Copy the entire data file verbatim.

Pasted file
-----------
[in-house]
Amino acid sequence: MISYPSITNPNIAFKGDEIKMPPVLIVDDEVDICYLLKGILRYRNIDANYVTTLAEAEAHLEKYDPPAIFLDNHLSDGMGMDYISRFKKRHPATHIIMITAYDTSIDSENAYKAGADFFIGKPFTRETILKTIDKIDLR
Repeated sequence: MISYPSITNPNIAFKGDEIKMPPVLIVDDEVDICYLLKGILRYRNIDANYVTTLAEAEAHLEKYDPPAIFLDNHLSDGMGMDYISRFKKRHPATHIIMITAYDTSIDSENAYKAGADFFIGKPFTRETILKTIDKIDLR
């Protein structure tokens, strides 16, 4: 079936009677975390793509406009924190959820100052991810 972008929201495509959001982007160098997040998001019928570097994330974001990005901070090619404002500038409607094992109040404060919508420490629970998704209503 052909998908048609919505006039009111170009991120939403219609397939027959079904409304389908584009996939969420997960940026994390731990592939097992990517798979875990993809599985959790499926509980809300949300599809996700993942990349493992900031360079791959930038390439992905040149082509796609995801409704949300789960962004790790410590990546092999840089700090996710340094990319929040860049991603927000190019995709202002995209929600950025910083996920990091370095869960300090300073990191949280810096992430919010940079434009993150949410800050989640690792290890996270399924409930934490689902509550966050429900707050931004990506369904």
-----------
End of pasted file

[in-house]
Amino acid sequence: MISYPSITNPNIAFKGDEIKMPPVLIVDDEVDICYLLKGILRYRNIDANYVTTLAEAEAHLEKYDPPAIFLDNHLSDGMGMDYISRFKKRHPATHIIMITAYDTSIDSENAYKAGADFFIGKPFTRETILKTIDKIDLR
Repeated sequence: MISYPSITNPNIAFKGDEIKMPPVLIVDDEVDICYLLKGILRYRNIDANYVTTLAEAEAHLEKYDPPAIFLDNHLSDGMGMDYISRFKKRHPATHIIMITAYDTSIDSENAYKAGADFFIGKPFTRETILKTIDKIDLR
């Protein structure tokens, strides 16, 4: 079936009677975390793509406009924190959820100052991810 972008929201495509959001982007160098997040998001019928570097994330974001990005901070090619404002500038409607094992109040404060919508420490629970998704209503 052909998908048609919505006039009111170009991120939403219609397939027959079904409304389908584009996939969420997960940026994390731990592939097992990517798979875990993809599985959790499926509980809300949300599809996700993942990349493992900031360079791959930038390439992905040149082509796609995801409704949300789960962004790790410590990546092999840089700090996710340094990319929040860049991603927000190019995709202002995209929600950025910083996920990091370095869960300090300073990191949280810096992430919010940079434009993150949410800050989640690792290890996270399924409930934490689902509550966050429900707050931004990506369904």